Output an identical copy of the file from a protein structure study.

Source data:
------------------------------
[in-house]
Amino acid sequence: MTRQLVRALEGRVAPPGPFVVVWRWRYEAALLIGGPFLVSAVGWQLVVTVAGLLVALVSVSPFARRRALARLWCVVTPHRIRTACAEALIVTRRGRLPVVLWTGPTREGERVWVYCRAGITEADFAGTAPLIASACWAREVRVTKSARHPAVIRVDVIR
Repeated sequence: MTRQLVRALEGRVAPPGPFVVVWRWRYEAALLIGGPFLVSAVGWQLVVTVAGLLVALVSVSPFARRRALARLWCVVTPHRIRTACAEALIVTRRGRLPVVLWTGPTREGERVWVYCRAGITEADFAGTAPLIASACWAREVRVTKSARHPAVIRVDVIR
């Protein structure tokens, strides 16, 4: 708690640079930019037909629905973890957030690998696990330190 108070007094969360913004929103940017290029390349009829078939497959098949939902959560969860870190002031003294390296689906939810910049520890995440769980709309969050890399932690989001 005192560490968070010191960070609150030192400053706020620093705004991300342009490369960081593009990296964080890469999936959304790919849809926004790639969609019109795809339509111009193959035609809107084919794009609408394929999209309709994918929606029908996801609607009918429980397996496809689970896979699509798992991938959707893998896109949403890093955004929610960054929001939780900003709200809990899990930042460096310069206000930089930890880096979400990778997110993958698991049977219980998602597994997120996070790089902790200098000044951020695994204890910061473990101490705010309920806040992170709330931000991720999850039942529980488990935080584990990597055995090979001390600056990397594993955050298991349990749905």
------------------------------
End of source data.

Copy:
[in-house]
Amino acid sequence: MTRQLVRALEGRVAPPGPFVVVWRWRYEAALLIGGPFLVSAVGWQLVVTVAGLLVALVSVSPFARRRALARLWCVVTPHRIRTACAEALIVTRRGRLPVVLWTGPTREGERVWVYCRAGITEADFAGTAPLIASACWAREVRVTKSARHPAVIRVDVIR
Repeated sequence: MTRQLVRALEGRVAPPGPFVVVWRWRYEAALLIGGPFLVSAVGWQLVVTVAGLLVALVSVSPFARRRALARLWCVVTPHRIRTACAEALIVTRRGRLPVVLWTGPTREGERVWVYCRAGITEADFAGTAPLIASACWAREVRVTKSARHPAVIRVDVIR
């Protein structure tokens, strides 16, 4: 708690640079930019037909629905973890957030690998696990330190 108070007094969360913004929103940017290029390349009829078939497959098949939902959560969860870190002031003294390296689906939810910049520890995440769980709309969050890399932690989001 005192560490968070010191960070609150030192400053706020620093705004991300342009490369960081593009990296964080890469999936959304790919849809926004790639969609019109795809339509111009193959035609809107084919794009609408394929999209309709994918929606029908996801609607009918429980397996496809689970896979699509798992991938959707893998896109949403890093955004929610960054929001939780900003709200809990899990930042460096310069206000930089930890880096979400990778997110993958698991049977219980998602597994997120996070790089902790200098000044951020695994204890910061473990101490705010309920806040992170709330931000991720999850039942529980488990935080584990990597055995090979001390600056990397594993955050298991349990749905």